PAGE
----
Infant Crying, Colic, and Gastrointestinal Discomfort in Early Childhood: A Review of the Evidence and Most Plausible Mechanisms

  title={Infant Crying, Colic, and Gastrointestinal Discomfort in Early Childhood: A Review of the Evidence and Most Plausible Mechanisms},
  author={Raanan Shamir and Ian St. James-Roberts and Carlo Di Lorenzo and Alan J. Burns and Nikhil Thapar and Flavia Indrio and Giuseppe Riezzo and Francesco Maria Raimondi and Antonio Di Mauro and Ruggiero Francavilla and R. Ha-Vinh Leuchter and Alexandra Darqu{\'e} and Petra Susan H{\"u}ppi and Ralf G Heine and Marc Bella{\"i}che and Michael Levy and Camille Jung and Marissa Alvarez and Kimberly Hovish},
  journal={Journal of Pediatric Gastroenterology and Nutrition},
y the time their child is 4 months old, up to 20% of parentshave reported colicky symptoms in their infants. Is infantcolic a disorder? Is it related to the intestine, as the term colicimplies? Is any treatment other than reassurance of families regard-ing the transient nature of these symptoms indicated? In short, arewe stepping in an evidence-based arena or are we dealing with ‘‘gutfeelings’’?This supplement on infant crying, colic, and gastrointestinal(GI) disturbances in early childhood… Expand
Recent advances in understanding and managing infantile colic
The aetiology of infantile colic remains unknown, although an unbalanced gastro-intestinal microbiome, increased intestinal permeability, and chronic inflammation are involved, as well as behavioural factors, including over- and under-stimulation. Expand
Infant colic: mechanisms and management
The definitional entanglement with the Rome IV criteria is delineated as the leading, most recent diagnostic criteria for infant colic, and the evidence for gastrointestinal, psychosocial, microbial and neurogenic factors in the pathogenesis of the condition is explored. Expand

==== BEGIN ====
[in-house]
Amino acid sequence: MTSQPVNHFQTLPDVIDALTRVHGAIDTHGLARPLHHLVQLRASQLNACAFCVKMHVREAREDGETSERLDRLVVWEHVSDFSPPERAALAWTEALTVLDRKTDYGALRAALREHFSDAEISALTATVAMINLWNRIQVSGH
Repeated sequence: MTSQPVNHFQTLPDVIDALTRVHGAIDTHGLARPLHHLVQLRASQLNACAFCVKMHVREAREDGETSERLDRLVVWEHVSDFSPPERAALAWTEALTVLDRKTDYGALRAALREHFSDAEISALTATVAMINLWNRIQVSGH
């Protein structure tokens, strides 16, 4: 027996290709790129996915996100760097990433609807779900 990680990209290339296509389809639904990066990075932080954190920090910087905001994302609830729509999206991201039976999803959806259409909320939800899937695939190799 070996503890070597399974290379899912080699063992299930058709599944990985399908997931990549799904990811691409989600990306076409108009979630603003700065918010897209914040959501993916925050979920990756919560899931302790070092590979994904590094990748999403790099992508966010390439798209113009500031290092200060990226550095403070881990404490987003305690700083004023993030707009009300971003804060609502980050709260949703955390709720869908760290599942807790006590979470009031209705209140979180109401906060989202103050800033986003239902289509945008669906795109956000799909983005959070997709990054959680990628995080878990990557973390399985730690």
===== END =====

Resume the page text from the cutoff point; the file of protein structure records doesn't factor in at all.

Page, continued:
Infantile colic, regurgitation, and constipation: an early traumatic insult in the development of functional gastrointestinal disorders in children?
According to data, children with a history of gastrointestinal infantile distress have a higher prevalence of FGIDs years later, compared to healthy children. Expand
Infantile Colic, Is There an Association With The Source Of Early Infant Nutrition?
It is suggested that inadequate amounts of lactobacillus and increased amounts of coliform bacteria like E coli, Klebsiellosis and anaerobes in the intestine may influence gut motor function and gas production which subsequently contributes to the occurrence of colic. Expand
Functional Gastrointestinal Disorders in Infancy: Impact on the Health of the Infant and Family
Primary management of the FGIDs should be focused on improving the infants' symptoms and quality of life of the family, and available evidence recommends nutritional advice as it is an effective strategy and most of the time devoid of adverse effects. Expand
Excessive crying in infants.
Excessive crying in the early months is a prevalent symptom; the pediatrician's attention is necessary to understand and adequately manage the problem and offer support to exhausted parents. Expand
Costs associated with functional gastrointestinal disorders and related signs and symptoms in infants: a systematic review protocol
This is a systematic review of published studies that will be submitted for publication to a peer-reviewed journal and how the totals for cost differ across countries and elements that contribute to the differences will be generated. Expand
The excessively crying infant: etiology and treatment.
Treatment in infants who cry excessively consists not of "curing the colic," although usually it is possible to reduce crying, but of helping the parents to get through this challenging period in their baby's development. Expand
The New Rome IV Criteria for Functional Gastrointestinal Disorders in Infants and Toddlers
Underlying mechanisms of pain in infants and toddlers, including the neuro-development of nociceptive and pain pathways, the various factors that are involved in pain experience, and methods of pain assessment is essential for the clinician who encounters functional pain in this age group. Expand
Infant colic and breastfeeding – is there a connection?
The task of the paediatrician is to provide competent counselling for the anxious parents of an infant with colic using evidence-based medicine (EBM) databases, which will help preserve the mother’s breastfeeding. Expand